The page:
Screenshot of a tweet from reporter Jill Bennett
Screenshot of a tweet from Vancouver reporter Jill Bennett Credit: Screengrab / via Twitter
Kerri Ana Provost

Jill Bennett received more than a little mockery in March when the Vancouver radio host took to social media to vent against traffic calming measures. When Jalopnik, a website that describes itself as “obsessed with the cult of cars,” takes aim, that’s a sign that someone’s windshield bias has gone too far.

What was this drama all about? Bennett posted a photograph of a vehicle wedged on a banana barrier – a large concrete barrier painted bright yellow. The reporter complained that this infrastructure was “useless,” does not “slow down traffic,” and “causes crashes and traffic chaos” failed to mention that this incident happened on a road with “slow street” signage. Safety vigilantes did not drop signs and barriers under a veil of darkness – these changes materialized after several years of formal process which included public feedback.

If someone can mount their SUV atop a highly visible and completely stationary object on a street designated for walking, biking, rolling, emergency services, and local vehicle access, it should come as no surprise that humans bedecked in clothing just as visible are also getting hit, and no amount of telling drivers to act better has made a difference. Another tactic is needed.

Starting today, speed cameras will be operational in three construction zones across Connecticut; that is the maximum allowed in this pilot program that expires at the end of this year. The description of where cameras will be placed can be found in various places online.There will be signs alerting motorists of the cameras, in addition to the standard highly visible construction zone signs that are dangerously ignored. Motorists will have what is a more generous than deserved window of law breaking in that they will not be issued a ticket until they go 15 mph or more over the posted speed limit in an area where people are especially vulnerable, though it only applies to places where the speed limit is 45 mph or greater. They only receive a warning for the first offense and will not get points on their driver’s license. Repeat offenders will have fines to pay, or the annoyance of disputing them. This has received ample media coverage.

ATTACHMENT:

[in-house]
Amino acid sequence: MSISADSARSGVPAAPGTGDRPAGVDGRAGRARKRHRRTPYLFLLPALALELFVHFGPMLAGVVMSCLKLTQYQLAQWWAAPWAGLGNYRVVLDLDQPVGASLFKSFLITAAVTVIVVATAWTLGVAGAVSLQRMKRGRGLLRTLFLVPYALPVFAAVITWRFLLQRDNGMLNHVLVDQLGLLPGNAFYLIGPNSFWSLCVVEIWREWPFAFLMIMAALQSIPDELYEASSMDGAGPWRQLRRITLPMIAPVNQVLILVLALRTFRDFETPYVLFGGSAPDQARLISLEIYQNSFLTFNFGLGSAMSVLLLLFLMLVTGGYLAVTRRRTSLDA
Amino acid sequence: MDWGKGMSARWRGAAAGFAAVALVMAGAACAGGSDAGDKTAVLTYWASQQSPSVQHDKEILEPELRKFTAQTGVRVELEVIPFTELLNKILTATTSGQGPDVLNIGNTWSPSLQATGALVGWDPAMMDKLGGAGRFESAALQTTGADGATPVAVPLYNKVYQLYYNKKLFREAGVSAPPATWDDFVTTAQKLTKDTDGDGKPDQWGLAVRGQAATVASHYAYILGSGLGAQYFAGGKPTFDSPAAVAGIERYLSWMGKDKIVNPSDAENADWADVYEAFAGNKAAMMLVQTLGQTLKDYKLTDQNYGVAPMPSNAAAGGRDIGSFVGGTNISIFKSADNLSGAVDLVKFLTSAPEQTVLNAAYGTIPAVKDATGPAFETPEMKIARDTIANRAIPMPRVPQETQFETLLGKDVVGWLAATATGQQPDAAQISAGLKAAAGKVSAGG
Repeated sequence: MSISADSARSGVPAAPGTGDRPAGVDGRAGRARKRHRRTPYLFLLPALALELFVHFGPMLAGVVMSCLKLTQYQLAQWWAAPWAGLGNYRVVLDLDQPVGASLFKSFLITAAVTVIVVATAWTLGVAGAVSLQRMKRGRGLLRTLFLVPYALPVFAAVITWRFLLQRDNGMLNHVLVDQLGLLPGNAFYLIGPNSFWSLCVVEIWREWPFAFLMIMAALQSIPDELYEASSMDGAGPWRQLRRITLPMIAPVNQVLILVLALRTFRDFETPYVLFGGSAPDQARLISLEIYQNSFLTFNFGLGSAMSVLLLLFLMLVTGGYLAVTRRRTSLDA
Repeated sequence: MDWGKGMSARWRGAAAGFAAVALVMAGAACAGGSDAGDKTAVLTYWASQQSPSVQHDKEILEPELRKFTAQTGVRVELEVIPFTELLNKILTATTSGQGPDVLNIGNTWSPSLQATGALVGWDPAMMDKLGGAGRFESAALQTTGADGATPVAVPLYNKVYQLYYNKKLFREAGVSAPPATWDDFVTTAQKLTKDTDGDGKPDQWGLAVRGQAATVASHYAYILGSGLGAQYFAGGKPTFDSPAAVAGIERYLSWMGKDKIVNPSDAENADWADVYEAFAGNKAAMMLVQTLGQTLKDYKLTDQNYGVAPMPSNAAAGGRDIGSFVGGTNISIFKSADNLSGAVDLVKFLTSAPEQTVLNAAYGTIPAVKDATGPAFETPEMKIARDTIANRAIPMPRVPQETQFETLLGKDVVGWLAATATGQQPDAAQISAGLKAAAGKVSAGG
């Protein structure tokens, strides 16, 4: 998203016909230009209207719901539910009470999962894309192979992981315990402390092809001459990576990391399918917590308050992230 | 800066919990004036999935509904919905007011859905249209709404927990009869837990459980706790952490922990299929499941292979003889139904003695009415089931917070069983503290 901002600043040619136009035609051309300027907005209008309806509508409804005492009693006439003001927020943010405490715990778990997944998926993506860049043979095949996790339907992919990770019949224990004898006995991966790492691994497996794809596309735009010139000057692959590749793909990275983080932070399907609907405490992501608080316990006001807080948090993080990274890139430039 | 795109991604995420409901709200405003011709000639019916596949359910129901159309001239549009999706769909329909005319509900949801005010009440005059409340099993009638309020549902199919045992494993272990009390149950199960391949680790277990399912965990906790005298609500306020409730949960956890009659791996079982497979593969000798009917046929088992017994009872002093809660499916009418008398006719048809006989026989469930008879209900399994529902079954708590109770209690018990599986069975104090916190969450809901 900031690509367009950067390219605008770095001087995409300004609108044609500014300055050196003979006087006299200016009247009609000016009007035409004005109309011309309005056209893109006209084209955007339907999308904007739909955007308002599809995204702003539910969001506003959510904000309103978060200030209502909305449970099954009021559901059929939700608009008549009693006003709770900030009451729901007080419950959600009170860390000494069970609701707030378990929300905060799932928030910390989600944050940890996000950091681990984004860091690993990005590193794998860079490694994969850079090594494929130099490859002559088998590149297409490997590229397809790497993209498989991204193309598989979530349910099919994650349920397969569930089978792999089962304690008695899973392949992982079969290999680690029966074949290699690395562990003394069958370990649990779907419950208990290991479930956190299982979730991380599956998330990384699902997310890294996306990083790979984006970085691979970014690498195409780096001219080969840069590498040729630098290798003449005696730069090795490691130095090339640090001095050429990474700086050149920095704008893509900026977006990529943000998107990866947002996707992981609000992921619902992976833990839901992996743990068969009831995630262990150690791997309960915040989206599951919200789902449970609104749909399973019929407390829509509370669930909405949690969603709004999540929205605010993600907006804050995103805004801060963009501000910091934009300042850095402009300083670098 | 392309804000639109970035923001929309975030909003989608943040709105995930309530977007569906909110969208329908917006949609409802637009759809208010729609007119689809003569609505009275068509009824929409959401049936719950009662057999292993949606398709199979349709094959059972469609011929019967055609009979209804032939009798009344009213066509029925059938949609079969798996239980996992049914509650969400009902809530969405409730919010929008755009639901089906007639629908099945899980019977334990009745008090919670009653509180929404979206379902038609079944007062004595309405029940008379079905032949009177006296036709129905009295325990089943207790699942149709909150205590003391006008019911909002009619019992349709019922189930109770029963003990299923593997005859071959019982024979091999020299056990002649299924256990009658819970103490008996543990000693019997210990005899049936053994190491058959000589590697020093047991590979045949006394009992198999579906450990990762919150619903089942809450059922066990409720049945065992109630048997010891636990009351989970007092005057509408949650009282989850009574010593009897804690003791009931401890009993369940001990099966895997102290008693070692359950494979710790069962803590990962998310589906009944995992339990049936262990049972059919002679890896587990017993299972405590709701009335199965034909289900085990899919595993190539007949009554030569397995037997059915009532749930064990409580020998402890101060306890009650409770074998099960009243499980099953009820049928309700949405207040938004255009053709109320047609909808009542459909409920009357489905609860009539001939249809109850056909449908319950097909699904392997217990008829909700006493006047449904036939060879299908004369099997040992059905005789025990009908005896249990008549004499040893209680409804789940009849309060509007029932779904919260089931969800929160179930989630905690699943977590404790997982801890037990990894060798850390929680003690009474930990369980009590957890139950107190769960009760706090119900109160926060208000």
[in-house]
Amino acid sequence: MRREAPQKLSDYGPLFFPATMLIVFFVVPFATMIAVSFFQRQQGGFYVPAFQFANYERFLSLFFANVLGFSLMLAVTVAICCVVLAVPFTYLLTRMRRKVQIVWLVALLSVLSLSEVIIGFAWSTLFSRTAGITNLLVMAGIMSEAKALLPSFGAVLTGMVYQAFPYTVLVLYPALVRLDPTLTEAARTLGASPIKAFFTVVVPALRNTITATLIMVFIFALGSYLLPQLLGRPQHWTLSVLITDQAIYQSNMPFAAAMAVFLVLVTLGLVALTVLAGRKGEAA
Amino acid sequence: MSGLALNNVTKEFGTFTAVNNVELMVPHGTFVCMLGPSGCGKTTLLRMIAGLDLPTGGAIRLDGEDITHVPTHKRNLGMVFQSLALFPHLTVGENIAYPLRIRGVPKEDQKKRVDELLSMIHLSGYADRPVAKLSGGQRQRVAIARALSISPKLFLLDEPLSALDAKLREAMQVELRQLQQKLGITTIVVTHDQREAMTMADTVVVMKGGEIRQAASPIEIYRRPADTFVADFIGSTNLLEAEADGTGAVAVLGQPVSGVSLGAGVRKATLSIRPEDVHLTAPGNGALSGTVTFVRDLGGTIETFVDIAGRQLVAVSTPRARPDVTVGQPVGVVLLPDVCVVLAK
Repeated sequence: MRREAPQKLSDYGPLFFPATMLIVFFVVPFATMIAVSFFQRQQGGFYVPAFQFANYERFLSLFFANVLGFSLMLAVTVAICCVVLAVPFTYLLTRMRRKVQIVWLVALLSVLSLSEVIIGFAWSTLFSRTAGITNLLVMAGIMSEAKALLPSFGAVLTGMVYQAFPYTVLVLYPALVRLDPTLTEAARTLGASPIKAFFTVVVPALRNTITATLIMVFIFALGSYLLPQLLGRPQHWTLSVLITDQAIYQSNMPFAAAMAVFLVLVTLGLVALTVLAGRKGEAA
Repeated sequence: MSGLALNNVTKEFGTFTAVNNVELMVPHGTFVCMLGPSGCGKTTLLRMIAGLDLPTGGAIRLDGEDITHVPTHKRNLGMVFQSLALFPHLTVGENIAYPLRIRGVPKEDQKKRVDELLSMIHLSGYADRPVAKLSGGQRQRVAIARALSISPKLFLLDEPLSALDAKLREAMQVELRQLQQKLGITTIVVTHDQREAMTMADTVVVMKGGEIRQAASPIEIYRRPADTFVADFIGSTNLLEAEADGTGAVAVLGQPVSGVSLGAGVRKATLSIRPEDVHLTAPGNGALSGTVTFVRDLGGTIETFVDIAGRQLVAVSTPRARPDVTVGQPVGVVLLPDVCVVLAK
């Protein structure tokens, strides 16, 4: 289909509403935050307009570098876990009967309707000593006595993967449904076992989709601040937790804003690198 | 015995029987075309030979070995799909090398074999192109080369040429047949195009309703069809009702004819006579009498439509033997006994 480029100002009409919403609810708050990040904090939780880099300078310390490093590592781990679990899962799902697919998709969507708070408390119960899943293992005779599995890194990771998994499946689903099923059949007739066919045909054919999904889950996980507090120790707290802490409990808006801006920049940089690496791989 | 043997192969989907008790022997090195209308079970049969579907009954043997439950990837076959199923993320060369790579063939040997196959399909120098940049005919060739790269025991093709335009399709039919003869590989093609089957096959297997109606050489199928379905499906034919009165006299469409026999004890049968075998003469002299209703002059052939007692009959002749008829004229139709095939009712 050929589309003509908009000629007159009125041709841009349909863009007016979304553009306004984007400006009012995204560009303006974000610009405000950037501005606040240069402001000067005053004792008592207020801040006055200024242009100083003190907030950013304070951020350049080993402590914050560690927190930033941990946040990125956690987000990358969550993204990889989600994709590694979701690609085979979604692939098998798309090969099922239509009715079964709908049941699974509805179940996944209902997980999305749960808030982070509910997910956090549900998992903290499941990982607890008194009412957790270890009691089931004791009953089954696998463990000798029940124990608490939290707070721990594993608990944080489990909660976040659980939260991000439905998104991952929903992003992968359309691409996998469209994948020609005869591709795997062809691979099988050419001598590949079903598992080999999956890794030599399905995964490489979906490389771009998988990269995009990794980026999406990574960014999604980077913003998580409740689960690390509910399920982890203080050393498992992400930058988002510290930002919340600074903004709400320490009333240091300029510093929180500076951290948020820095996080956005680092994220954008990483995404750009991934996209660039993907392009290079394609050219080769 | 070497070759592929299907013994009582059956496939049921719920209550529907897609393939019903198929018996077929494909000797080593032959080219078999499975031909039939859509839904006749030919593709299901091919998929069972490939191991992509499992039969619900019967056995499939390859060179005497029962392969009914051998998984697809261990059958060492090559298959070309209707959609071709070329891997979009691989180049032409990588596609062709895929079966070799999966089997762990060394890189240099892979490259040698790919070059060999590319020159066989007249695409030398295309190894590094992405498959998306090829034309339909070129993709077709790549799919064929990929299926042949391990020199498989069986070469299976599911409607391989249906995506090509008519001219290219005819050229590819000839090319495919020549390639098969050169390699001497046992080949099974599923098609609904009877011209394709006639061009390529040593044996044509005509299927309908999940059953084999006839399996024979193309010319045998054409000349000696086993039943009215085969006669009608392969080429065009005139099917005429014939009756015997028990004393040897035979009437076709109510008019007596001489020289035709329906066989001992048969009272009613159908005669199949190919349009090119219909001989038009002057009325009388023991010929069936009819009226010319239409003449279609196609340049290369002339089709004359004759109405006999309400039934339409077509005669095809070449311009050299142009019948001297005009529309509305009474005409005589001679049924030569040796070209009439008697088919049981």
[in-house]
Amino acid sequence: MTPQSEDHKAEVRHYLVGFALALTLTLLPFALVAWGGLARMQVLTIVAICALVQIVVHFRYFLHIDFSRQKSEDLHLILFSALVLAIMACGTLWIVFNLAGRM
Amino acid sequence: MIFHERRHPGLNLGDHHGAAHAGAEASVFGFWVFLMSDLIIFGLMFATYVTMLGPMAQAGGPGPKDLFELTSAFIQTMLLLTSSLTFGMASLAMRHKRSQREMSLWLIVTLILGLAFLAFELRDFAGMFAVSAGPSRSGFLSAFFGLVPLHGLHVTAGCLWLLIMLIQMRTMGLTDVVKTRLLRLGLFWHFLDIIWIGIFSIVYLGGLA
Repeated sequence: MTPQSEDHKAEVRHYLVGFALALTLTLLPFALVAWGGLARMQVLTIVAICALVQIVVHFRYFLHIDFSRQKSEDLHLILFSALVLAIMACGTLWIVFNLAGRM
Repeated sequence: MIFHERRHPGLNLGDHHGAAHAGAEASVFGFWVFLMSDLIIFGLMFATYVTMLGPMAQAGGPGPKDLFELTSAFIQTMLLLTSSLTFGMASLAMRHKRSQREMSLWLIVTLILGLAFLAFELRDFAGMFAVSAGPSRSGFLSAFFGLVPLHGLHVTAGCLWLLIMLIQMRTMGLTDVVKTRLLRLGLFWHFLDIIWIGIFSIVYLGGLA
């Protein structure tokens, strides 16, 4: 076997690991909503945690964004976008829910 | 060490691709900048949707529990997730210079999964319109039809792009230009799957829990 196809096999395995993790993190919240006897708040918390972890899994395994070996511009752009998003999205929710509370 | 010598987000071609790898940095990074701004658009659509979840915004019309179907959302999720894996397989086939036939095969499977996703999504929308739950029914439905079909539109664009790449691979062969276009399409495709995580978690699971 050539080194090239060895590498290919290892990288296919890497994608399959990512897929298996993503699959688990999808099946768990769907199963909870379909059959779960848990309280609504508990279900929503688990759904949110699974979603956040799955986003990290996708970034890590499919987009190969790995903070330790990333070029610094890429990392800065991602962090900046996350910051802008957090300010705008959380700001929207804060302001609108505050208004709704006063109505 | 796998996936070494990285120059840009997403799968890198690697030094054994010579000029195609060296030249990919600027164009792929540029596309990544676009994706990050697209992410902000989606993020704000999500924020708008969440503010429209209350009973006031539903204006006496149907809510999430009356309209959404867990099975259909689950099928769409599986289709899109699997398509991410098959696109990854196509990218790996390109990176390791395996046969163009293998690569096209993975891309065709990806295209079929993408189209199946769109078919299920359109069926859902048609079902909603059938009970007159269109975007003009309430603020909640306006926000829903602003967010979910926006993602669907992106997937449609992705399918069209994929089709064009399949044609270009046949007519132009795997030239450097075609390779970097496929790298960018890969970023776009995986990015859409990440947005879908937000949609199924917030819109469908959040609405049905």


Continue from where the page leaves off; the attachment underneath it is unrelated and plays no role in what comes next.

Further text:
Still, there are those who will claim that either they were unaware of cameras or complain that this is an act of government overreach – or both – because perhaps they would rather workers die quietly in the name of repairing highways. Let’s be honest: if a motorist cannot see and avoid driving onto a banana barricade, we already know some will not see a white SUV with a speed camera in a well-marked construction zone.

Pedestrians and cyclists are often scolded for not wearing hi-vis, as if someone deserves to get injured, as if they were asking for it, as if the color of clothing has magical protective properties. In Connecticut, since 2015, drivers have killed 10 pedestrians and injured an additional 243 pedestrians/cyclists who were wearing reflective clothing. Many were construction workers, including flaggers, who were hit while at sites marked with bright orange cones, but many were other types of workers: parking lot attendants, retail employees gathering carts, sanitation workers, firefighters, and crossing guards.

In some cases, motorists hit police officers who were wearing reflective clothing while standing near cruisers that had their emergency lights flashing. Also struck were pedestrians and cyclists who chose to wear hi-vis clothing, not as work-issued PPE, but for their own personal reasons. Many people, every year, are the perfect victim in that they wore reflective clothing, used lights, stayed in whatever area was designated for their use, remained undistracted, and this defies the myth that if only the pedestrian had behaved better, they would not be injured or killed. So, if we know that all the reflective clothing and construction zone signs are not enough to slow motorists down, what else can be done?

Speed cameras, not awareness campaigns, are what improve driver behavior where and when the technology is used. Studies show this, and there is nothing exceptional about our state to give us reason to believe their deployment would have different results here. As Jalopnik put it to motorists: “You’re the one driving the 5,000-lb vehicle. You’re the one responsible for making sure you don’t hit anything or anyone.” And for those who will not simply behave like adults when operating heavy machinery, perhaps the threat of a fine for every subsequent offense will convince them to drive with more respect for others.

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Kerri Ana Provost

Kerri Ana Provost is a Hartford-based writer who also publishes at

The views, opinions, positions, or strategies expressed by the author are theirs alone, and do not necessarily reflect the views, opinions, or positions of or any of the author's other employers.